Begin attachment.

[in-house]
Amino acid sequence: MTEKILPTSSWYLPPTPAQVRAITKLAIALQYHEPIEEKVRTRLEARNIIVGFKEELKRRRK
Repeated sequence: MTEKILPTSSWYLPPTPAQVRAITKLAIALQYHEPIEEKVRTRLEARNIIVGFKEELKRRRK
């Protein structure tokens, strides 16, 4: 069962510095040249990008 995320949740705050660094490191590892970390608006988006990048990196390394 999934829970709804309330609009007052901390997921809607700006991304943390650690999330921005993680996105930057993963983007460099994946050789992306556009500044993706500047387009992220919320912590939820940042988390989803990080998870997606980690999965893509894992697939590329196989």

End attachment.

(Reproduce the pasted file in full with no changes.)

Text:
[in-house]
Amino acid sequence: MTEKILPTSSWYLPPTPAQVRAITKLAIALQYHEPIEEKVRTRLEARNIIVGFKEELKRRRK
Repeated sequence: MTEKILPTSSWYLPPTPAQVRAITKLAIALQYHEPIEEKVRTRLEARNIIVGFKEELKRRRK
């Protein structure tokens, strides 16, 4: 069962510095040249990008 995320949740705050660094490191590892970390608006988006990048990196390394 999934829970709804309330609009007052901390997921809607700006991304943390650690999330921005993680996105930057993963983007460099994946050789992306556009500044993706500047387009992220919320912590939820940042988390989803990080998870997606980690999965893509894992697939590329196989």